The Queensland bikie laws are turning innocent pub drinkers with tattoos into ‘criminals’, and making life impossible for pub owners. Muddle-headed, badly-drafted laws always have unforeseen consequences
Over-the-top bikie laws make ‘criminals’ of anyone with tattoo
By Bill Rowlings, CEO of Civil Liberties Australia
Before the new Queensland bikie laws were more than hours old, the problems they create for ordinary, non-bikie citizens became apparent.
Bad laws do that: they criminalise the innocent, and demean all the citizens of a state because they involve the abuse of state power to legislate. When the state over-legislates, we are all diminished.
The first problems to come to light? Discrimination, against ordinary citizens, and against hotel keepers.
With bikies no longer allowed to wear their club colours (jackets), how can police tell if three bikies are – illegally under the new law – associating by drinking together in a pub?
They can’t of course. So Queensland Police decided they were round up everyone in the bar who had a tattoo, and interview them to see if they were a bikie. Among anyone under about 30, tattoos are a dozen a dime, so that you will now – officially – be victimized by the Queensland Police if you have a tattoo.
Artwork one day, criminal identifier the next: that’s how tattoos are in Queensland.
And the same problem affects your pub owner or manager, who is not allowed to let bikies associate in his hostelry. But how does the person running the pub identify a bikie? Same problem the police have.
The Queensland Attorney-General Jarrod Bleijie and Premier Cameron Newman are acting like very dumb bigots in enforcing stupid laws badly drafted.
Why would anyone in Australia with a tattoo go to Queensland for a holiday, where they might be singled out by police and accused of being bikies…until they can prove their innocence.
Passing bad laws, reversing the presumption of innocence, making criminals of hotel keepers who can’t tall how to abide by the law, and driving away interstate visitors.
Good one Jarrod. Good one Cameron. You’ve managed to confuse your police, criminalise your hosteliers, and drive tourist traffic away. Next you’ll be protesting you’ve been marooned by your citizens.
Paranoia reigns in the State of Terror: chambers next?
The Queensland Police Union (QPU) says internal emails sent to rank and file officers have warned them to carry out the mission or be shown the door, in the first public sign that cracks are appearing in the government’s Over-The-Top (OTT) with Cam approach to the law.
The new Vicious Lawless Association Disestablishment Act (VLAD) 2013 includes mandatory sentences for bikies of up to 25 years on top of normal penalties for crime. A special bikie super-prison within a prison is also being mooted, along with coloured uniforms.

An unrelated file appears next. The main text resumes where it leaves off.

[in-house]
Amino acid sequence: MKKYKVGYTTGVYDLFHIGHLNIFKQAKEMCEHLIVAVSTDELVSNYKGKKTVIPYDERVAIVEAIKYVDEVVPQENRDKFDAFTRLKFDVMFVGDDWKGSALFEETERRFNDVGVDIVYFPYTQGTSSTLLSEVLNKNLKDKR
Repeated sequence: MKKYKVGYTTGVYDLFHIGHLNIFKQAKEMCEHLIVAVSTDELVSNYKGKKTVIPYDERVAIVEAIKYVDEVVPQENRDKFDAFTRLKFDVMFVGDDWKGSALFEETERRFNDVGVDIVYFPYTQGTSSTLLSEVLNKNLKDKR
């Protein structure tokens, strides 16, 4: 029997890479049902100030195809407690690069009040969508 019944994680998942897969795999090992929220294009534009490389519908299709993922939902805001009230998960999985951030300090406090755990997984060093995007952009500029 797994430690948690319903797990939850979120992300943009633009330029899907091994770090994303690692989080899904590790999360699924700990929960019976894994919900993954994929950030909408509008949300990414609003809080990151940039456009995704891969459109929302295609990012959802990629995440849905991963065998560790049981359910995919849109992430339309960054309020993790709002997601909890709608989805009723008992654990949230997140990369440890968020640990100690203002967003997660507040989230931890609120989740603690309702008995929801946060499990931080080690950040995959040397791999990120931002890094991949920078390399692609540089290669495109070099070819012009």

Premier Campbell ‘OTT’ Newman is presiding over a State of Terror (according to a police email) where the rule of law applies only to chosen people. If you are not in the chosen group, the rule is thrown out the window and the law is what OTT Cam and Jarrod ‘Blinky’ Beijie (pictured), the Attorney-General, say it is.
But no group of people, police officers included, will simply ignore the inherent principles of a fair go simply because political fundamentalist warriors have gone rabid.
There was no greater illustration that the State of Terror’s government is on trainer wheels than the Premier’s suggestion that locked-up bikies (in their own, special prison facility costing probably hundreds of millions of dollars) should wear pink prison uniforms “for shame”.
Why? In the State of Terror, the bikies are to be locked in cells 23 hours a day: what difference does pink make? Perhaps they should just have a pink star pinned to the chest of their shirts, to save money, as identifiers?
According to the QPU, one email says: “Government considers that we – the Qld Police Service Senior Executive – have failed to adequately and professionally respond to this matter – consider this in all your communication and thinking. This is a crisis – has been compared to a terrorist act – we should be developing our strategies locally based on this type of thinking. The mission is clear – to rid Queensland of criminal motorcycle gangs – it is to be achieved in conjunction with normal business, priorities and the current change process – if this is not personally acceptable to you, consider your future with the QPS.
“You are required to develop meaningful longer-term strategies to irradiate [sic] all CMG activity and membership in your District – we will incorporate this into our weekly management process and the performance management process.”http://tinyurl.com/q8wfdt9
Possibly the only place where “separate” laws for special groups of people worked effectively was in Nazi Germany, where selected people were also forced to wear distinctive clothing…or rather yellow stars on their chest. Perhaps Qld’s new bikie super-prison inside the Woodford facility will later have to have special chambers built. Architects, please note.
By the way, it will cost Qld taxpayers about $150,000 a year or more to house each of the bikies jailed, because they have to be held in ‘special’ circumstances ((see WA costs story, on the CLA website).
The poison spreads…
Victoria Police now want to criminalise bikie gangs…because they have been criminalised in Queensland.